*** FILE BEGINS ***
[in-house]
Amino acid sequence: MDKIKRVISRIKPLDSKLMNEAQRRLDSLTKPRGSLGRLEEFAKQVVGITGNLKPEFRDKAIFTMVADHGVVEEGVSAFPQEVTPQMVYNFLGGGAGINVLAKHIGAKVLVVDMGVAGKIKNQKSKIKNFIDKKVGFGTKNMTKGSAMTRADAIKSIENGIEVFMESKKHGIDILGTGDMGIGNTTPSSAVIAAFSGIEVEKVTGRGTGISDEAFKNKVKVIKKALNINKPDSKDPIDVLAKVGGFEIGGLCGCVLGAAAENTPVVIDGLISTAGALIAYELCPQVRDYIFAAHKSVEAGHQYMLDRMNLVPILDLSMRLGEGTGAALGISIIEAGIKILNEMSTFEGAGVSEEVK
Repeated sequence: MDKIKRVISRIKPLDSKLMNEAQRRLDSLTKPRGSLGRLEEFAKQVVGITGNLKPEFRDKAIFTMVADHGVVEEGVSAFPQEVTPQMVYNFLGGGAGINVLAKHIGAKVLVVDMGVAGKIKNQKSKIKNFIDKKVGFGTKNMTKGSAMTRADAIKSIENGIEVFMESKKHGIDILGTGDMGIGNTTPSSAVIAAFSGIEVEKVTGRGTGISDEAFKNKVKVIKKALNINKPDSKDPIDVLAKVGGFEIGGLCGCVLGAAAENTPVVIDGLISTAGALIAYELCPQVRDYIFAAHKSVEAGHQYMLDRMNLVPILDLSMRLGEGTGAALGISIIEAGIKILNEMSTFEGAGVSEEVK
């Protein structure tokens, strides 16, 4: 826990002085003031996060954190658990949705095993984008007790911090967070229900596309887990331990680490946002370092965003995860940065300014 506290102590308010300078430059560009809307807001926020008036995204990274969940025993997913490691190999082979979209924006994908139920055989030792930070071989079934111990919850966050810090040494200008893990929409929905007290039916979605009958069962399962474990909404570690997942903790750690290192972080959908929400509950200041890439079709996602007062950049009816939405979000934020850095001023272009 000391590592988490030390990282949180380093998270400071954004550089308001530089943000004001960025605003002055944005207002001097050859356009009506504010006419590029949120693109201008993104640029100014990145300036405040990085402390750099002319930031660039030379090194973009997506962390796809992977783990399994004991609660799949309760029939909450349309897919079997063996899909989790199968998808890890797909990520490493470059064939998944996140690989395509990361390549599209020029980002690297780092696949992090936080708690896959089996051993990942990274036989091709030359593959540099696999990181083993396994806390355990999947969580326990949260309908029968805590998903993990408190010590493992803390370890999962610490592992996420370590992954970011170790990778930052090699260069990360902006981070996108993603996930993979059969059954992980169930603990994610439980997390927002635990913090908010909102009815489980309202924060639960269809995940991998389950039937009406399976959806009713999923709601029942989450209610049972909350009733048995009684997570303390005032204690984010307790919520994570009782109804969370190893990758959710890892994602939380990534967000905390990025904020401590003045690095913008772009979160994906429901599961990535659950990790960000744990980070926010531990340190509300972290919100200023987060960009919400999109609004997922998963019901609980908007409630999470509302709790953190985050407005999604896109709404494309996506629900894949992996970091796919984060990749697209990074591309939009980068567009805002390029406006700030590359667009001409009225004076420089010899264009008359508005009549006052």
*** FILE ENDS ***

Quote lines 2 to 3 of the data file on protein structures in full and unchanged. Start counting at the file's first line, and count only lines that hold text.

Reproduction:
Amino acid sequence: MDKIKRVISRIKPLDSKLMNEAQRRLDSLTKPRGSLGRLEEFAKQVVGITGNLKPEFRDKAIFTMVADHGVVEEGVSAFPQEVTPQMVYNFLGGGAGINVLAKHIGAKVLVVDMGVAGKIKNQKSKIKNFIDKKVGFGTKNMTKGSAMTRADAIKSIENGIEVFMESKKHGIDILGTGDMGIGNTTPSSAVIAAFSGIEVEKVTGRGTGISDEAFKNKVKVIKKALNINKPDSKDPIDVLAKVGGFEIGGLCGCVLGAAAENTPVVIDGLISTAGALIAYELCPQVRDYIFAAHKSVEAGHQYMLDRMNLVPILDLSMRLGEGTGAALGISIIEAGIKILNEMSTFEGAGVSEEVK
Repeated sequence: MDKIKRVISRIKPLDSKLMNEAQRRLDSLTKPRGSLGRLEEFAKQVVGITGNLKPEFRDKAIFTMVADHGVVEEGVSAFPQEVTPQMVYNFLGGGAGINVLAKHIGAKVLVVDMGVAGKIKNQKSKIKNFIDKKVGFGTKNMTKGSAMTRADAIKSIENGIEVFMESKKHGIDILGTGDMGIGNTTPSSAVIAAFSGIEVEKVTGRGTGISDEAFKNKVKVIKKALNINKPDSKDPIDVLAKVGGFEIGGLCGCVLGAAAENTPVVIDGLISTAGALIAYELCPQVRDYIFAAHKSVEAGHQYMLDRMNLVPILDLSMRLGEGTGAALGISIIEAGIKILNEMSTFEGAGVSEEVK